Often, landlords only check the credit of one of the tenants. If they do a credit check on both of you, having one person with good credit on your lease can go a long way in proving that you’ll be good tenants.

If you do want to get a roommate, sign a separate lease. That way, you aren’t on the hook for their rent or utility payments. Further, if your roommate damages the property or breaks the lease, only their credit (and living situation) is at risk. 

3. Find a Cosigner

If you don’t have any credit and don’t want to live with roommates, find someone to be a cosigner on your apartment lease. A co-signer basically is somebody who says, “If this person doesn’t pay their rent, I will.” This provides a safety net for your landlord since somebody else can step up if you fail to pay rent.

While this does solve your problem of getting an apartment, it can put a loved one in a tough situation. They have to take full responsibility for your rent payments if you’re unable to do so. They have to pay your bills if something bad happens to you, and if they can’t, then it’s their credit that takes the hit.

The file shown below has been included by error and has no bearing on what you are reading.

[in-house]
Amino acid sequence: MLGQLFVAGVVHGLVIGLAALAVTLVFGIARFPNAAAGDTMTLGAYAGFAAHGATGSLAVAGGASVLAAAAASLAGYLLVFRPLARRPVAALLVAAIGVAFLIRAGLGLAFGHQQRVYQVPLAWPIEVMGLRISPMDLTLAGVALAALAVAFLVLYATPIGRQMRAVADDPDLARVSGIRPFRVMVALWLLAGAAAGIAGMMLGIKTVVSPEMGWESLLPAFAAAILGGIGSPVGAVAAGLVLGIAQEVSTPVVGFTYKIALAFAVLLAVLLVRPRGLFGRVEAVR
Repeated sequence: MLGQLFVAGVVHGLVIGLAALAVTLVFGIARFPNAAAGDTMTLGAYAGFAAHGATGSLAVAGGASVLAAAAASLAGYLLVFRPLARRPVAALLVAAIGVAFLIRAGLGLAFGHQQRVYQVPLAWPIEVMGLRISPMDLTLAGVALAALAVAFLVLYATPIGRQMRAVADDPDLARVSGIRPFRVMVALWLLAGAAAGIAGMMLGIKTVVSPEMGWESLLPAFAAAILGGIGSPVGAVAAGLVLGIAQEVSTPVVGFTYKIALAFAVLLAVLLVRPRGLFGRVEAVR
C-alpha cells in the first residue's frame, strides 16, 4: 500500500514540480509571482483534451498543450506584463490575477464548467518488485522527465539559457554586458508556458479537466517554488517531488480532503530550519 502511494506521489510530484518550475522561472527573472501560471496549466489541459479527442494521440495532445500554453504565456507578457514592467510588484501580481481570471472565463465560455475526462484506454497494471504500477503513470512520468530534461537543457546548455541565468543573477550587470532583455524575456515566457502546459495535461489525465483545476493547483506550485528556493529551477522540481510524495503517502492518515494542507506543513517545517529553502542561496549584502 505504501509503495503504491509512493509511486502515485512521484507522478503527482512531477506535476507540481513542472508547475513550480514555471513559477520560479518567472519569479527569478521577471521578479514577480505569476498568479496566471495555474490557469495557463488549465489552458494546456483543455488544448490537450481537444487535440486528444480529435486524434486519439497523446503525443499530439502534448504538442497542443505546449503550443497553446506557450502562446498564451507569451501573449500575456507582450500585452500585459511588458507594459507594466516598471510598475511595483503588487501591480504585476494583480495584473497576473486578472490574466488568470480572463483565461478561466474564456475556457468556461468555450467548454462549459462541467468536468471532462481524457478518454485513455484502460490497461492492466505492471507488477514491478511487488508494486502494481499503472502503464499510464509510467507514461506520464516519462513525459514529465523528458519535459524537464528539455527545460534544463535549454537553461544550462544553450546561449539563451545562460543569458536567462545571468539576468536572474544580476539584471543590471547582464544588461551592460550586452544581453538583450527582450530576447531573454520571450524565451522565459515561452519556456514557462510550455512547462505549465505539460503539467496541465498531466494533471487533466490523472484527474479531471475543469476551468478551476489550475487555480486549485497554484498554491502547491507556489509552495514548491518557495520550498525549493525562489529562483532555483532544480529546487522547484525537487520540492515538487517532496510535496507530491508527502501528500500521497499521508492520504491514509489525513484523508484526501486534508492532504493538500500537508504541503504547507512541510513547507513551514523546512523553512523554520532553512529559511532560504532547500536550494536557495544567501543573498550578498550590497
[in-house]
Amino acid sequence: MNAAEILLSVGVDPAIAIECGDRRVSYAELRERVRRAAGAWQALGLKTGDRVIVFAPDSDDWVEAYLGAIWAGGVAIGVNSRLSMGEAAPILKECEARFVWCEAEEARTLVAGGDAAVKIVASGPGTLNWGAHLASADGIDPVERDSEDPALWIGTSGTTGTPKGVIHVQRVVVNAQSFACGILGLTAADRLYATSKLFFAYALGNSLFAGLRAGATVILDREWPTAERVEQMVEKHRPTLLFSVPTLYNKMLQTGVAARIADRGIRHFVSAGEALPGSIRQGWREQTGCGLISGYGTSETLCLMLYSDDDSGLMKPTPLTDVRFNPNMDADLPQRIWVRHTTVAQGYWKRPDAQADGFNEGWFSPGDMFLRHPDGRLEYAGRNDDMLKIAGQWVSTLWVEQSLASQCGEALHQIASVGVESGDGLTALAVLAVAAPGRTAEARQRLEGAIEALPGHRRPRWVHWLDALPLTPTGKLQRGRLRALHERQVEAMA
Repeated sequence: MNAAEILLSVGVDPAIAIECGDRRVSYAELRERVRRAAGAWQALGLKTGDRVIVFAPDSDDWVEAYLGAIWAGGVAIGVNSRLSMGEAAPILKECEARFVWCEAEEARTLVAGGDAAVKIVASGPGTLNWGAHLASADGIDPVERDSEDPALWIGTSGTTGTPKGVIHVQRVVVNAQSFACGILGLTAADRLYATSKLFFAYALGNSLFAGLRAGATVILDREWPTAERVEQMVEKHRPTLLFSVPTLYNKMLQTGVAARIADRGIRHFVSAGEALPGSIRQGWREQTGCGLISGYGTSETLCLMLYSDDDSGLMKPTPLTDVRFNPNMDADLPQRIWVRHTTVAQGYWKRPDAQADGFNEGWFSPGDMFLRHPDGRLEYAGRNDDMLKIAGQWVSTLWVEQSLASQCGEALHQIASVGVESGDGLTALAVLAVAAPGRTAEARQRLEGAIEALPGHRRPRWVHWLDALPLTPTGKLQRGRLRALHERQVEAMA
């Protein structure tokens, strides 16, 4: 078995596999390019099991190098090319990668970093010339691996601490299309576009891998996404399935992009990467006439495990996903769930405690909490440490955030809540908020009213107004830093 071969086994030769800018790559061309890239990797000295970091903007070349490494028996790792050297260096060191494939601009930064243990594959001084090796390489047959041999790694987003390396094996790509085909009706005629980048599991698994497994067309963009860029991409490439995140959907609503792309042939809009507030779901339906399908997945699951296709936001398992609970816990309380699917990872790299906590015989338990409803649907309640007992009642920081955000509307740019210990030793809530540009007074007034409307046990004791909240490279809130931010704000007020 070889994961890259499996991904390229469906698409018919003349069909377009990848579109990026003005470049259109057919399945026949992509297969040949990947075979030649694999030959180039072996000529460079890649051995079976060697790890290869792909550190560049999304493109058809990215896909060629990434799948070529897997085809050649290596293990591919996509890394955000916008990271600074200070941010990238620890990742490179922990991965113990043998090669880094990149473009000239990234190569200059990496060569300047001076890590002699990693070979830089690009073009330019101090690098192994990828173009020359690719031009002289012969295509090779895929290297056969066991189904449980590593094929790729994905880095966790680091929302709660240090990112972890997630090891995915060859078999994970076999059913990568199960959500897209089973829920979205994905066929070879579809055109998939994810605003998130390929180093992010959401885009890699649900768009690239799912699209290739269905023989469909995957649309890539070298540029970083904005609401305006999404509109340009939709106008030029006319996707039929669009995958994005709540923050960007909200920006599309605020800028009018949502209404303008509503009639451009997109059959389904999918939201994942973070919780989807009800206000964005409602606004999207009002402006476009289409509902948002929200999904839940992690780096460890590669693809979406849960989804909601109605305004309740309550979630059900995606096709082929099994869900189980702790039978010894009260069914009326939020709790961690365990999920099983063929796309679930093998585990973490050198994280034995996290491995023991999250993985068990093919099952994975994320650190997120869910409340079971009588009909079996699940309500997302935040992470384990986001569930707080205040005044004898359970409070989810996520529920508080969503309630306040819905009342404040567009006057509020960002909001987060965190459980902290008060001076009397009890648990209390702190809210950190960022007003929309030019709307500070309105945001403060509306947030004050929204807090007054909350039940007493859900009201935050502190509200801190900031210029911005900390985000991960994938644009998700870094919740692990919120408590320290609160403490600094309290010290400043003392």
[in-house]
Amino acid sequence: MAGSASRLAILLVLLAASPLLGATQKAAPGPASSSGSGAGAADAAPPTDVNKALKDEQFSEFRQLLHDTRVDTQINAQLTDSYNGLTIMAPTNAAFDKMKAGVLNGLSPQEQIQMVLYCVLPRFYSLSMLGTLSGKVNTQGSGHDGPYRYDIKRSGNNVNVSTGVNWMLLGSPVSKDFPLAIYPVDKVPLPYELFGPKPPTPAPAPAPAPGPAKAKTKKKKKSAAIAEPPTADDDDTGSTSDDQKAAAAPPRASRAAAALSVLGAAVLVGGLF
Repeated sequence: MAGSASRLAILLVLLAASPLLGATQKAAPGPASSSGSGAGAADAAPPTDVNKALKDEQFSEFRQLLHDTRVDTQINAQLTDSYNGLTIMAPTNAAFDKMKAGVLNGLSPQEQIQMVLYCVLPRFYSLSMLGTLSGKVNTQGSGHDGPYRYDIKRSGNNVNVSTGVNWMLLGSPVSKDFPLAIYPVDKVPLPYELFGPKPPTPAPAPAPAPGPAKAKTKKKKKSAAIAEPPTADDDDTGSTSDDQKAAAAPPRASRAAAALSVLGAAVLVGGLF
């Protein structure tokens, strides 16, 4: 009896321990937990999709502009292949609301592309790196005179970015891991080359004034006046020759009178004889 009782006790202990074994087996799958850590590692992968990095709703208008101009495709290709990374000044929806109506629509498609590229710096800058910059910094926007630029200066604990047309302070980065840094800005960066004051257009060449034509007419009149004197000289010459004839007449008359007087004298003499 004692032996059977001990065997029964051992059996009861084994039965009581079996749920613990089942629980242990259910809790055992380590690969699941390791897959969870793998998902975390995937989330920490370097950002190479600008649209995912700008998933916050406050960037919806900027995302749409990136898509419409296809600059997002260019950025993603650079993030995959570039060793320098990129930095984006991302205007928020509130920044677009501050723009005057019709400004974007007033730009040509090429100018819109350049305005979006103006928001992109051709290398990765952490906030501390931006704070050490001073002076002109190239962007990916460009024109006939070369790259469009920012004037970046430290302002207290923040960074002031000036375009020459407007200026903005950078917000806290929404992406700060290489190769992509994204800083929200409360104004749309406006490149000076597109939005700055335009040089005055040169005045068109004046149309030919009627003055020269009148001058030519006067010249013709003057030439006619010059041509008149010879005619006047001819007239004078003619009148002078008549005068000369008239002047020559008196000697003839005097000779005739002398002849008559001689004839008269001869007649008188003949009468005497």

Asking loved ones for financial assistance can strain your relationship, even in the best of times. If you do choose to get a co-signer, be sure it’s somebody you trust and who will work with you if things go bad. 

4. Show Proof of Income

Your credit report isn’t the only tool to prove your financial standing. If you have a stable and good-paying job, use that to prove you can afford the apartment. Landlords often look for steady employment that pays about three times the monthly rent. This is typically a requirement for renting an apartment, no matter what your credit looks like.

A savings account with a high balance may also be enough to convince the landlord that you can manage the rent. You may not be able to make rent payments directly from that account, but if you have several months’ worth of rent saved up, it can show that you’re a financially sound tenant.

During the application process for an apartment, take a copy of your pay stubs or bank statements to show you can handle the rent. It’s especially helpful if you have worked for a long period of time, showing the stability of your job.

5. Provide References